They say you can tell a lot about a person from the shoes they wear. To a certain degree, I think that’s true. It’s hard to run a marathon in high heels, and flip-flops won’t do a fireman much good. Shoes offer stability and protection.
I’ve always liked shoes a lot. When I was 8, I had a pair of red patent leather shoes with a half-inch heel that fit perfectly. I felt like Dorothy from “The Wizard of Oz.” Years later, I remember the thrill of trying shoes on at a Jimmy Choo store in New York.
Now older and wiser, I’m equally excited about some sneakers I recently got. They feel great and offer super support. Proper footwear really offers a multitude of benefits. When Paul wrote about the armor of God in Ephesians 6, I think he realized this, too.
Shoes of peace
As you read through the armor of God, there’s no surprise to see words like “shield” and “breastplate.” Even in 2020, those things sound like good military wear. But when you get to “shoes of peace,” you may wonder how they fit into a soldier’s gear.
But Paul was so clever to use this illustration. You see, a Roman soldier’s shoes were no ordinary shoes. A better name might be killer shoes. You may picture leather sandals with straps going up the calf. You’re on the right track, but the soles of these sandals had metal spikes to offer stability and security.
Whether an enemy tried to push the soldier around or the terrain was hazardous, his shoes gave him secure footing. He also could inflict injury on an opponent with a kick.
Ephesians 6:15 says, “And your feet shod with the preparation of the gospel of peace” (KJV).
“Shod” comes from the Greek word “hupodeomai,” a combination of “hupo” and “deo.” “Hupo” means “under,” and “deo” means “to bind.” The meaning of “shod” is more akin to binding something very tightly to the bottom of one’s feet.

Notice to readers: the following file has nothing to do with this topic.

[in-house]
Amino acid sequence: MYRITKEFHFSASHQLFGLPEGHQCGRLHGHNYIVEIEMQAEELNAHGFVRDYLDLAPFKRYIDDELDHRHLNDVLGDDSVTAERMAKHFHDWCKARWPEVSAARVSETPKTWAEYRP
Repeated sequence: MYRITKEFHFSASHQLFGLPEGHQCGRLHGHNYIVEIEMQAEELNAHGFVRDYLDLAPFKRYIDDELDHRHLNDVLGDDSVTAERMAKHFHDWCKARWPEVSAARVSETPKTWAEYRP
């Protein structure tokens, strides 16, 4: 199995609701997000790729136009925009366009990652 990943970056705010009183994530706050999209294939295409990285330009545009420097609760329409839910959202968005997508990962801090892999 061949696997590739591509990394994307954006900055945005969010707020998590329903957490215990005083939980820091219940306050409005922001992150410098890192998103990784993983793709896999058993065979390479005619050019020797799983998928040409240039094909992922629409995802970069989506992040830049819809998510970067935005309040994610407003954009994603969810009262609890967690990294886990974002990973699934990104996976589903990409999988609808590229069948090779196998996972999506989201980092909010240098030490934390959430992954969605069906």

Ladies, these are better than stiletto security. They are bound tightly to the foot and leg and won’t come off. They are combat-fighting shoes.
Put your shoes on
Have you ever gone out without wearing shoes? No, I don’t mean to the backyard or the beach. I mean, completely barefoot to the grocery. Gross, right! Of course, you haven’t. You put your shoes on when you go out. The thing is, shoes only offer protection when you put them on.
Paul tells us in Ephesians 6:11 to “put on the full armor of God, so that you can take your stand against the devil’s schemes.” It doesn’t say put it in your purse or in your backpack. No! You must put it on for it to work.
Paul writes about the armor of God because he knows we’re in a war.
“For our struggle is not against flesh and blood, but against the rulers, against the authorities, against the powers of this dark world and against the spiritual forces of evil in the heavenly realms” (Ephesians 6:12).
I don’t know about you, but some days are a lot bloodier than others. I know I have a real enemy who wants to do everything to tear me down and separate me from Christ. But Romans 8:31-39 says that there is nothing that can separate us from God’s love. That’s wonderful news.
The enemy has no hold on my salvation. My hope is in Christ, but that doesn’t mean he is going to lay low and give up on me. He’s happy to wreck my day with worry, guilt and sin even if he has been defeated.
So how does one put on their shoes of peace? Peace simply means calm in the midst of chaos.
On this side of heaven, there will never be perfect peace, but we can still experience peace by trusting completely in God’s word. It takes practice, and it takes some work.
Putting on the shoes of peace means you’re aware of the schemes of the enemy throughout your day, and when you sense an attack, you also realize who you are in Christ and what you’ve been given. You dig in to the security of God’s Word with those spikes and you obey Him.
Only God’s peace can offer the anchor we need to stay upright when the enemy takes a swing at us. The Gospel stabilizes us. Salvation isn’t just about heaven. God wants us to experience that power right here and now.
Priscilla Shirer writes, “Peace intimidates our enemy. He knows we’re coming when we’re all marching in unity with our peace-shoes securely in place. The sound will serve him notice that we are ready, at our post, standing our ground, and fearlessly advancing against his kingdom.”
If you have had enough of the stress, anxiety and the chaos of the world, it’s time to switch out your shoes. Take a leap of faith and put on the shoes of peace!
Amy Potter, a member of Southeast Christian Church, is a prayer warrior, wife, mother, teacher, worker, writer, and a few other things—a Supermom.